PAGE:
AMMAN-During the first week of September, protesters across Idlib province expressed their opposition to Hayat Tahrir al-Sham’s (HTS) leader, Abu Muhammad al-Jolani, and the Syrian government’s ongoing military campaign in northwest Syria.

Since the government took control of the northern countryside of Hama and large swathes of southern Idlib countryside last month, there have been widespread protests against HTS, the dominant armed group in the region. Demonstrations are spread throughout Idlib province, from the town of Saraqib in the north, to the city of Ma’arat al-Num’an in the south and the city of Kafr Takharim to the northwest.

Protesters used slogans previously used against Bashar al-Assad, replacing Assad’s name with al-Jolani, chanting: “Jolani … We don’t want you,” and “Syria is free, free … Jolani get out!”

According to the director of the Syrian Network for Human Rights (SNHR), Fadel Abdul Ghani, HTS has borrowed “the worst authoritarian behaviors from the regime in addition to having an extremist Islamic tint, thus emerging in a very distorted form.”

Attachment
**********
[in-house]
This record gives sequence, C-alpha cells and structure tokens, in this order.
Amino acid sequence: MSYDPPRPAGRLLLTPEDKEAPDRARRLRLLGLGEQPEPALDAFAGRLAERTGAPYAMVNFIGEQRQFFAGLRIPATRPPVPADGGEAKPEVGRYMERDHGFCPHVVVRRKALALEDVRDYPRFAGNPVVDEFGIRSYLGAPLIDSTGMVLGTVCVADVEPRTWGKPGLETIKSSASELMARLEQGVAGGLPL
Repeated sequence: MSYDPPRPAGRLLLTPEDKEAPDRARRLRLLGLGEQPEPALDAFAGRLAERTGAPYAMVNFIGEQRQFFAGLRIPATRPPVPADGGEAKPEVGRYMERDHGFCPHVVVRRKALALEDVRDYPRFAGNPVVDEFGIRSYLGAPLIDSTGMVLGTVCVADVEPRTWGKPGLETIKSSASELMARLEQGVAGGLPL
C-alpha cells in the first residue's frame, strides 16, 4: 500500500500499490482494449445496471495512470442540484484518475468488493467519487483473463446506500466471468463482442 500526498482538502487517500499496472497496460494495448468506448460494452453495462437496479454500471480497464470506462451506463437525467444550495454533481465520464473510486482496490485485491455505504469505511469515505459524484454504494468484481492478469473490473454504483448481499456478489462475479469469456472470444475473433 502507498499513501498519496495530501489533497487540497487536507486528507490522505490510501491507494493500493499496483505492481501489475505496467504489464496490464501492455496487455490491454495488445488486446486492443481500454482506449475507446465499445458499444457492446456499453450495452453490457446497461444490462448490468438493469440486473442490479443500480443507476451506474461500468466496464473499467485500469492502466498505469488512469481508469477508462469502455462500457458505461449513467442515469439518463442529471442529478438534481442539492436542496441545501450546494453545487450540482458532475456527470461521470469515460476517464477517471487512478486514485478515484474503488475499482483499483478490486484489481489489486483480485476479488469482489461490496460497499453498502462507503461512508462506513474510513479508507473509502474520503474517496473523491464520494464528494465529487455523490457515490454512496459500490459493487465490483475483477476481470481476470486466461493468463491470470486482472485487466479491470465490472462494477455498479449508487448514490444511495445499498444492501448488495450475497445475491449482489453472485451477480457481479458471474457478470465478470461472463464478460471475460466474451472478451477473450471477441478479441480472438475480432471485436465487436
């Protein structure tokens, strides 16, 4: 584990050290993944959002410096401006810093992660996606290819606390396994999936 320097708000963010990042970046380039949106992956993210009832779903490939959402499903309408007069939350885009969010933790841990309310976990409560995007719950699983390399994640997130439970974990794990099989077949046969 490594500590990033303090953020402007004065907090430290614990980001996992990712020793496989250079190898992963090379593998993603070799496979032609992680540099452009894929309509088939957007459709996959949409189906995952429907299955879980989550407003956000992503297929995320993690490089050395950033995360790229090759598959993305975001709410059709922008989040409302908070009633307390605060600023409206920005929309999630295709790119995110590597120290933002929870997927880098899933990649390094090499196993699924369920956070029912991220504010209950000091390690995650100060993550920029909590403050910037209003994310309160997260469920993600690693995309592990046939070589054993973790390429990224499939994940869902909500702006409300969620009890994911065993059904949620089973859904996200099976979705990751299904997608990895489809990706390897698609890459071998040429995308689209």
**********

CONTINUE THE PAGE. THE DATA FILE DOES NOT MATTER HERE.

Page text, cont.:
HTS; originally known as Jabhat al-Nusra before it broke off ties with Al-Qaeda in July 2016, later rebranding itself in February 2017 under the name Jabhat Fateh al-Sham, was among the factions that controlled Idlib province back in March 2015. It was later able to consolidate its control over the area and expand into other parts of northwest Syria in January 2019, after waging a military campaign against its most prominent rival: the Turkish-backed National Front for Liberation (NFL). 

Following its military victory, HTS imposed civilian control over the conquered areas through the creation of the “Syrian Salvation Government,” which assumed responsibility for the day-to-day affairs in Idlib. The newly established government served as a rival to the Syria Interim Government, which was created by the “National Coalition for Syrian Revolutionary and Opposition Forces.”

Though HTS claims to be a part of the revolution which broke out eight years ago in defiance of Damascus’s despotism, the group’s policies have restricted freedoms and closely resembles the very autocracy Syrians initially rose against. HTS has engaged in arbitrary arrests and torture which has led to deaths, according to legal documentation, in addition to kidnapping and forced displacement.